The albums that helped define Black excellence in hip-hop, in honour of Black History Month.
Black History Month is here. It’s a celebration of Black excellence at every level. One of the most praised and lucrative arts that Black culture has given to the world is hip-hop. Although it was birthed in New York, hip-hop’s poetic origins and spiritual undertones can be traced back to rhythms and hymns from slave times. The art of using poems and songs to articulate the struggles within the community has always been a powerful form of self-healing and learning in the Black community. That tradition has never changed.
Throughout rap’s young history, certain artists have veered away from the most popular topics of their time. They avoid songs laden with lyrics about money, women, and drugs. Instead, they look at their heritage, their people, and use their struggle to inspire them. Some rappers, like Kendrick Lamar and Lupe Fiasco, wish to teach their listeners. Other artists like Mos Def and Talib Kweli choose to influence others to seek out their own truths. These Black revolutionaries have created the soundtracks for the modern day Civil Rights movements. Albums like Nas’ Untitled or Brand Nubian’s One For All had such powerful Afrocentric messages that were neither trendy nor marketable. These artists sacrificed record sales to enhance the culture.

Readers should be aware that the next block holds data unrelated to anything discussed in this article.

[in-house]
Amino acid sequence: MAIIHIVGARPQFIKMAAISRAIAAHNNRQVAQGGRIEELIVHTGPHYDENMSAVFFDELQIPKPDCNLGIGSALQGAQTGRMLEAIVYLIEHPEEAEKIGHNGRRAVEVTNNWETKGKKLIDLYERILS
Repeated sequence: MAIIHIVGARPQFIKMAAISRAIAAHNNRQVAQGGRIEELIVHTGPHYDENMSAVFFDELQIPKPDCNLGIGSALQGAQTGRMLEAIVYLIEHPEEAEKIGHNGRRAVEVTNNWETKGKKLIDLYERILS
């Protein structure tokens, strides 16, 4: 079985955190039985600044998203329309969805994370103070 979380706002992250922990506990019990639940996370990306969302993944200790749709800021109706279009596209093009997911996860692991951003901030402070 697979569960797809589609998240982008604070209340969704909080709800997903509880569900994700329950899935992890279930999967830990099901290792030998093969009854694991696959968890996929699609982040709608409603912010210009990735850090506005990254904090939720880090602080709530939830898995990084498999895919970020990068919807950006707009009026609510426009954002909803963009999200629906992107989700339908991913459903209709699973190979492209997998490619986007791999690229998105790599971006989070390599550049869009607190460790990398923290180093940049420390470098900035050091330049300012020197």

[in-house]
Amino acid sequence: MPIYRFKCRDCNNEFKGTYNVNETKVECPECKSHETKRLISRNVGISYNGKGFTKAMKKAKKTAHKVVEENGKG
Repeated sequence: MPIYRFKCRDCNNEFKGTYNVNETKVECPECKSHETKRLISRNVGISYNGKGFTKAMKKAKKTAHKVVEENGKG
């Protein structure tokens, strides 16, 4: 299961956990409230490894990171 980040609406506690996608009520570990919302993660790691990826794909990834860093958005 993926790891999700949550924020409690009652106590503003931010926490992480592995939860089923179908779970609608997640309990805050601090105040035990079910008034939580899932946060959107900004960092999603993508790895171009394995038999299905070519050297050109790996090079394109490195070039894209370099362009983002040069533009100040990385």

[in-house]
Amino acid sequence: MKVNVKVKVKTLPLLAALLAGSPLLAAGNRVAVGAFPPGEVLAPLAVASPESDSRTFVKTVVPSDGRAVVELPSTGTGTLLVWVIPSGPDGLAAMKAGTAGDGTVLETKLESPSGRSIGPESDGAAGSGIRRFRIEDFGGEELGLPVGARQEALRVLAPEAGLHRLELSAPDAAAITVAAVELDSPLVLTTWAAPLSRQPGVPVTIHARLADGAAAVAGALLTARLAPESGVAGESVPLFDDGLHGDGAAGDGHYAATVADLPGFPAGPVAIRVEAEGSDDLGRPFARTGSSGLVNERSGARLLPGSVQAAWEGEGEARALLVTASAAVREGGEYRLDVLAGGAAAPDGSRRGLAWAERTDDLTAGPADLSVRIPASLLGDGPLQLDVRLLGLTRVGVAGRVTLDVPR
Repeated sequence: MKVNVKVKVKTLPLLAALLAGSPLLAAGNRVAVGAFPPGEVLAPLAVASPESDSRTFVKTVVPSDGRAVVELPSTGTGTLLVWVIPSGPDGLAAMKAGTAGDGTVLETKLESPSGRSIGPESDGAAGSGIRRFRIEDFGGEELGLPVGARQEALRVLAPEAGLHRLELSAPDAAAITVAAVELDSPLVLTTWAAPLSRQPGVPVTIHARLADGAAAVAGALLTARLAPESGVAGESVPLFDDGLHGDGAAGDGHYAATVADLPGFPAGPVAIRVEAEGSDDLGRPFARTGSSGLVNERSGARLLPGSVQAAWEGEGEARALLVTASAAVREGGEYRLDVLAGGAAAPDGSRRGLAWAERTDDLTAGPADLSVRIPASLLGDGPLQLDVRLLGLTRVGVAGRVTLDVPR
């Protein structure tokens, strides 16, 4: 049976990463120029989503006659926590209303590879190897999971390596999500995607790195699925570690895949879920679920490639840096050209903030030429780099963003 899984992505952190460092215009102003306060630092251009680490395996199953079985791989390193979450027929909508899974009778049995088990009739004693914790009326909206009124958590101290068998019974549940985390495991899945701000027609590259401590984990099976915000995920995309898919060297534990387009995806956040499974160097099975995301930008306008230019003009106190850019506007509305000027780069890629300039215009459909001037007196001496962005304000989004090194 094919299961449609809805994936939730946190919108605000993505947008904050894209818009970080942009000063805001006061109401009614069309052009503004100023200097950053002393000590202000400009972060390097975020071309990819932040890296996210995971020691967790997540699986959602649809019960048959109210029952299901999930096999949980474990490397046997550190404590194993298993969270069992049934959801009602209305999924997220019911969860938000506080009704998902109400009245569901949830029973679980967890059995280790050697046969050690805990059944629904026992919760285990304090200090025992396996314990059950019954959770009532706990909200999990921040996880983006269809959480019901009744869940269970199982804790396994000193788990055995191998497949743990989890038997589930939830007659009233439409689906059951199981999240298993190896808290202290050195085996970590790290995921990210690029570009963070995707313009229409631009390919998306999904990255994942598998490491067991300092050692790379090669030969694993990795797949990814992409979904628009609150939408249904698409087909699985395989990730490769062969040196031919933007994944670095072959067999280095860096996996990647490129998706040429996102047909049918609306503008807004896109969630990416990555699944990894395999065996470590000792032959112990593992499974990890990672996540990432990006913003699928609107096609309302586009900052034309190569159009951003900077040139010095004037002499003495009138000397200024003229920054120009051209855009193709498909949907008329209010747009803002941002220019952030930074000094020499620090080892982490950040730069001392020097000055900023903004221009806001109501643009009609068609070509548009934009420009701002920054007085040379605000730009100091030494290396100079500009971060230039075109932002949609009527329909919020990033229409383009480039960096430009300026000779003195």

There is never an overabundance of strong voices in the hip-hop music. In a culture that was birthed from poverty as a method of expression, what would you expect? The darkest corners of America’s poverty riddled cities are where some of hip-hop’s most intelligent wordsmiths were raised. The Langston Hughes' and Malcolm X’s of our generation sparked the revolution with ink and instrumentals. There is no better time than Black History Month to acknowledge the best Afrocentric albums in hip-hop culture. From Kanye West and Jay-Z’s Watch The Throne to Poor Righteous Teachers’ New World Order, these are the albums that were the most unapologetic Black masterpieces in rap culture.
Presented in chronological order according to their release date.